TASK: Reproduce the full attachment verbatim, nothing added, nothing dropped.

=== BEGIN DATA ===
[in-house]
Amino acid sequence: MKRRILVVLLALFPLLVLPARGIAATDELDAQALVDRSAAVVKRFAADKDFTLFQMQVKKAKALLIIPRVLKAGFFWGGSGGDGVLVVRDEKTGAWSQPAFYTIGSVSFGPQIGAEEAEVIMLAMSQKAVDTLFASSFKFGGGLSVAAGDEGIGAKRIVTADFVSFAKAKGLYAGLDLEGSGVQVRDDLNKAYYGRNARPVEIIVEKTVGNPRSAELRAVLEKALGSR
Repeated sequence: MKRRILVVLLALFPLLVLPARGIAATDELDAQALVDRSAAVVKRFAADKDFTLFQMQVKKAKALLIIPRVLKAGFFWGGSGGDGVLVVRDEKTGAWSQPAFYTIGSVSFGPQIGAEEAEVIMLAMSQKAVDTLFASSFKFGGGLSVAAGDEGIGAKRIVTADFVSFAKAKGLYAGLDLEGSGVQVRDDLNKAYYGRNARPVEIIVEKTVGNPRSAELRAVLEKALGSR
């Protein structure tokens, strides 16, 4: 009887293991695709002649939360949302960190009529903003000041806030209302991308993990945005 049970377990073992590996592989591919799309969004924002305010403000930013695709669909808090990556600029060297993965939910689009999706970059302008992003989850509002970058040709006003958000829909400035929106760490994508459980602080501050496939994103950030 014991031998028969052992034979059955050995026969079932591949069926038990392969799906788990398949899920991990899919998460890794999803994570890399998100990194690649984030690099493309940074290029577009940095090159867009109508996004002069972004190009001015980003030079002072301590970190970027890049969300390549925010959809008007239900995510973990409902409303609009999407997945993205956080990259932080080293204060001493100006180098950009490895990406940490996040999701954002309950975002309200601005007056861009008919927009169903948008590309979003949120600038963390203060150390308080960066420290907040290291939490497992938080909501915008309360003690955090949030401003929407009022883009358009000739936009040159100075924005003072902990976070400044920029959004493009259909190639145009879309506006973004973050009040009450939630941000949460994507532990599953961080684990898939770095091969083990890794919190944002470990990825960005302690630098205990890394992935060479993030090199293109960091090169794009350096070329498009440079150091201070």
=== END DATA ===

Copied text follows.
[in-house]
Amino acid sequence: MKRRILVVLLALFPLLVLPARGIAATDELDAQALVDRSAAVVKRFAADKDFTLFQMQVKKAKALLIIPRVLKAGFFWGGSGGDGVLVVRDEKTGAWSQPAFYTIGSVSFGPQIGAEEAEVIMLAMSQKAVDTLFASSFKFGGGLSVAAGDEGIGAKRIVTADFVSFAKAKGLYAGLDLEGSGVQVRDDLNKAYYGRNARPVEIIVEKTVGNPRSAELRAVLEKALGSR
Repeated sequence: MKRRILVVLLALFPLLVLPARGIAATDELDAQALVDRSAAVVKRFAADKDFTLFQMQVKKAKALLIIPRVLKAGFFWGGSGGDGVLVVRDEKTGAWSQPAFYTIGSVSFGPQIGAEEAEVIMLAMSQKAVDTLFASSFKFGGGLSVAAGDEGIGAKRIVTADFVSFAKAKGLYAGLDLEGSGVQVRDDLNKAYYGRNARPVEIIVEKTVGNPRSAELRAVLEKALGSR
């Protein structure tokens, strides 16, 4: 009887293991695709002649939360949302960190009529903003000041806030209302991308993990945005 049970377990073992590996592989591919799309969004924002305010403000930013695709669909808090990556600029060297993965939910689009999706970059302008992003989850509002970058040709006003958000829909400035929106760490994508459980602080501050496939994103950030 014991031998028969052992034979059955050995026969079932591949069926038990392969799906788990398949899920991990899919998460890794999803994570890399998100990194690649984030690099493309940074290029577009940095090159867009109508996004002069972004190009001015980003030079002072301590970190970027890049969300390549925010959809008007239900995510973990409902409303609009999407997945993205956080990259932080080293204060001493100006180098950009490895990406940490996040999701954002309950975002309200601005007056861009008919927009169903948008590309979003949120600038963390203060150390308080960066420290907040290291939490497992938080909501915008309360003690955090949030401003929407009022883009358009000739936009040159100075924005003072902990976070400044920029959004493009259909190639145009879309506006973004973050009040009450939630941000949460994507532990599953961080684990898939770095091969083990890794919190944002470990990825960005302690630098205990890394992935060479993030090199293109960091090169794009350096070329498009440079150091201070």